Tag Archives: Net Worth

[From the web] Are SC decisions linked to CJ transactions? -RAPPLER.com

Are SC decisions linked to CJ transactions?.

BY CARMELA FONBUENA, RAPPLER.com
May 26, 2012

MANILA, Philippines – It’s the next logical question. His money or not, what is the source of Chief Justice Renato Corona’s multi-million peso and dollar deposits?

In his testimony in the Senate, Corona admitted he has US$2.4-M in dollar accounts and P80-M in peso deposits. These were undeclared in his Statement of Assets, Liabilities and Net Worth supposedly because 1) the peso deposits are commingled funds and 2) the dollar deposits are protected by the confidentiality of foreign deposits.

Corona maintained that his multi-million dollar deposits came from legitimate sources. He supposedly starting investing in dollars in the late 1960s, when he was still a college student. The investment earned interest over a span of 35 years. Banking experts however pointed out it was illegal to engage in dollar trading in the 60s.

Corona denied the computation presented by Ombudsman Conchita Carpio-Morales showing that he has at least US$12-M in fresh deposits. She cited records of the Anti-Money Laundering Council (AMLC), which she said, were certified.

Read full article @ www.rappler.com

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[In the news] Marcos victims feel victimized again: Imelda now House’s 2nd richest -INQUIRER.net

Marcos victims feel victimized again: Imelda now House’s 2nd richest.

By Leila B. Salaverria, Philippine Daily Inquirer
May 9, 2012

Victims of human rights abuses during the Marcos dictatorship are disgusted.

Former first lady and now Ilocos Norte Rep. Imelda Marcos has emerged as the second richest in the House of Representatives, while thousands of the victims are still awaiting government compensation for their sufferings.

“We are very insulted with Imelda’s flaunting of her ‘wealth,’ while martial law victims are denied justice and indemnification,” Angie Ipong, secretary general of Samahan ng mga Ex-Detainees Laban sa Detensyon at Aresto (Selda), said in a statement.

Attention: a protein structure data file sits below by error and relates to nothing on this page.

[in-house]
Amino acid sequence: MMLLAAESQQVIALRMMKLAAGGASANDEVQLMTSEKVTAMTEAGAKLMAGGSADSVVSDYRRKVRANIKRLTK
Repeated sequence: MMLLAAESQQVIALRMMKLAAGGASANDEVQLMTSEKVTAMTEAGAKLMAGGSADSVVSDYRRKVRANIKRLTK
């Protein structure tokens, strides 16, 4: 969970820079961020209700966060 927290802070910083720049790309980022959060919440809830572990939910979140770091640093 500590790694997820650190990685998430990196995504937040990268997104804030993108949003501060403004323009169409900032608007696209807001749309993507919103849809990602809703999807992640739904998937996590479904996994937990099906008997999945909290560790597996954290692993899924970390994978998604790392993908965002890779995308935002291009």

The compensation bill for the victims has been pending since 1998 and has yet to become a law. In the meantime, Marcos, the widow of the late dictator Ferdinand Marcos, has grown richer.

Based on her 2011 statement of assets, liabilities and net worth, Marcos is almost a billionaire, with a net worth of P932 million. She ranked second only to boxing superstar and Sarangani Rep. Manny Pacquiao. In 2010, Marcos was worth P623.6 million.

Read full article @ newsinfo.inquirer.net

Human Rights Online Philippines does not hold copyright over these materials. Author/s and original source/s of information are retained including the URL contained within the tagline and byline of the articles, news information, photos etc.

[People] The case for confiscating Corona’s undeclared wealth By Walden Bello

Afterthoughts
The case for confiscating Corona’s undeclared wealth
By Walden Bello
Philippine Daily Inquirer
February 20th, 2012

A comment I made to the Inquirer (Feb 17, 2012) urging the administration to initiate moves to confiscate Chief Justice Renato Corona’s undeclared wealth prompted a number of comments, one of which was from a reader who asked if that would not be prejudging the result of the impeachment process and thus subverting it.

The Facts